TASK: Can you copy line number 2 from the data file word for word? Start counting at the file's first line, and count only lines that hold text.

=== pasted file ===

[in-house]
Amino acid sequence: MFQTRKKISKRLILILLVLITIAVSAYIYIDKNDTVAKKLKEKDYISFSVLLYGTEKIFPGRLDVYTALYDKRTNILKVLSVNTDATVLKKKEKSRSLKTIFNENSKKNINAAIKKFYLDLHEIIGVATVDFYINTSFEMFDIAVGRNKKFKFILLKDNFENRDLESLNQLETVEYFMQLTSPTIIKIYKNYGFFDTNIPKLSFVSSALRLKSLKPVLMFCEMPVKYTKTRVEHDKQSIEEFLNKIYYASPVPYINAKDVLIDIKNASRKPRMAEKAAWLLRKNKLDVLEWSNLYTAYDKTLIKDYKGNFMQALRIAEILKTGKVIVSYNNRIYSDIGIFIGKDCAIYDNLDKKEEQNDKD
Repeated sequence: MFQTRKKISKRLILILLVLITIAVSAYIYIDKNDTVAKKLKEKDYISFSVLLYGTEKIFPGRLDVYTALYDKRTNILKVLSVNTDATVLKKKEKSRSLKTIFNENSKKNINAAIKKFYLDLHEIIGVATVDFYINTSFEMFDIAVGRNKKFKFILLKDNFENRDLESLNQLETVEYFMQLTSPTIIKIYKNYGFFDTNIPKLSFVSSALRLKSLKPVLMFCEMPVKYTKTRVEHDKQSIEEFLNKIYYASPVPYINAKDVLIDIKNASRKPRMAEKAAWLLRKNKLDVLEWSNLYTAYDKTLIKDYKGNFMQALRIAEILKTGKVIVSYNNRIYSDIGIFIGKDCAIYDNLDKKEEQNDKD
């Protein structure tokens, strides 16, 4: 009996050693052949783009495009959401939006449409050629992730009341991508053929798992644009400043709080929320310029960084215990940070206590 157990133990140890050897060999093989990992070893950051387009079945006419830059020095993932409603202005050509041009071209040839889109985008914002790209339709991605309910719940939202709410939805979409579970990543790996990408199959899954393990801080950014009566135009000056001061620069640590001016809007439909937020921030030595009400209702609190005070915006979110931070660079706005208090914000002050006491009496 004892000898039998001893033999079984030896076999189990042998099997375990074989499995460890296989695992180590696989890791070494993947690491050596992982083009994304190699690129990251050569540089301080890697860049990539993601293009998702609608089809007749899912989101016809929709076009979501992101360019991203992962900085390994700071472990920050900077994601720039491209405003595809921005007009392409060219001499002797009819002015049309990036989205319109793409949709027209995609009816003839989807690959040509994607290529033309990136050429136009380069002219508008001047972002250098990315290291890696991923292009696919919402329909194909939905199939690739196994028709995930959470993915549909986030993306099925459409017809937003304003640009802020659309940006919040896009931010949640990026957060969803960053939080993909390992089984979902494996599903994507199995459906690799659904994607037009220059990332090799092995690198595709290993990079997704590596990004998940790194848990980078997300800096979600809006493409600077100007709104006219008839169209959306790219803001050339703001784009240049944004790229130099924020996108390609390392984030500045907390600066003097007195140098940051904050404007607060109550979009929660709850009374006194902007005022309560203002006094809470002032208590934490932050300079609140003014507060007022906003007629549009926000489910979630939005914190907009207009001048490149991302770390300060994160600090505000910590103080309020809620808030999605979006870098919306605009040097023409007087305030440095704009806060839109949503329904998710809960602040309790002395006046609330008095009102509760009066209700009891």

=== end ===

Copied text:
Amino acid sequence: MFQTRKKISKRLILILLVLITIAVSAYIYIDKNDTVAKKLKEKDYISFSVLLYGTEKIFPGRLDVYTALYDKRTNILKVLSVNTDATVLKKKEKSRSLKTIFNENSKKNINAAIKKFYLDLHEIIGVATVDFYINTSFEMFDIAVGRNKKFKFILLKDNFENRDLESLNQLETVEYFMQLTSPTIIKIYKNYGFFDTNIPKLSFVSSALRLKSLKPVLMFCEMPVKYTKTRVEHDKQSIEEFLNKIYYASPVPYINAKDVLIDIKNASRKPRMAEKAAWLLRKNKLDVLEWSNLYTAYDKTLIKDYKGNFMQALRIAEILKTGKVIVSYNNRIYSDIGIFIGKDCAIYDNLDKKEEQNDKD